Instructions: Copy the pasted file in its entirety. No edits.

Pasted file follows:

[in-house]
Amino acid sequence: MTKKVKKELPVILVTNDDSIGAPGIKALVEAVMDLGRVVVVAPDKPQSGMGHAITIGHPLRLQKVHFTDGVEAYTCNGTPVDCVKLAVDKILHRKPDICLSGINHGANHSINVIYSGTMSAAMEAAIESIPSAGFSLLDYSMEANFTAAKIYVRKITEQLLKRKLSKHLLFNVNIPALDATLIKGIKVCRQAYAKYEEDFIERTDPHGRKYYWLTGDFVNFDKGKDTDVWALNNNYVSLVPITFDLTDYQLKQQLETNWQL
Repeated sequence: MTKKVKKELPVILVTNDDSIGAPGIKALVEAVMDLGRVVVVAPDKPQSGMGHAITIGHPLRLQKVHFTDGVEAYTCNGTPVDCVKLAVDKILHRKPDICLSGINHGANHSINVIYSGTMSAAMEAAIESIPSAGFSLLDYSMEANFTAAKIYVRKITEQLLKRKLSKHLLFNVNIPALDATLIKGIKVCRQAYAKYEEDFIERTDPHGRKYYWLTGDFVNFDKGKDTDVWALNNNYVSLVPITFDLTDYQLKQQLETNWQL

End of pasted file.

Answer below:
[in-house]
Amino acid sequence: MTKKVKKELPVILVTNDDSIGAPGIKALVEAVMDLGRVVVVAPDKPQSGMGHAITIGHPLRLQKVHFTDGVEAYTCNGTPVDCVKLAVDKILHRKPDICLSGINHGANHSINVIYSGTMSAAMEAAIESIPSAGFSLLDYSMEANFTAAKIYVRKITEQLLKRKLSKHLLFNVNIPALDATLIKGIKVCRQAYAKYEEDFIERTDPHGRKYYWLTGDFVNFDKGKDTDVWALNNNYVSLVPITFDLTDYQLKQQLETNWQL
Repeated sequence: MTKKVKKELPVILVTNDDSIGAPGIKALVEAVMDLGRVVVVAPDKPQSGMGHAITIGHPLRLQKVHFTDGVEAYTCNGTPVDCVKLAVDKILHRKPDICLSGINHGANHSINVIYSGTMSAAMEAAIESIPSAGFSLLDYSMEANFTAAKIYVRKITEQLLKRKLSKHLLFNVNIPALDATLIKGIKVCRQAYAKYEEDFIERTDPHGRKYYWLTGDFVNFDKGKDTDVWALNNNYVSLVPITFDLTDYQLKQQLETNWQL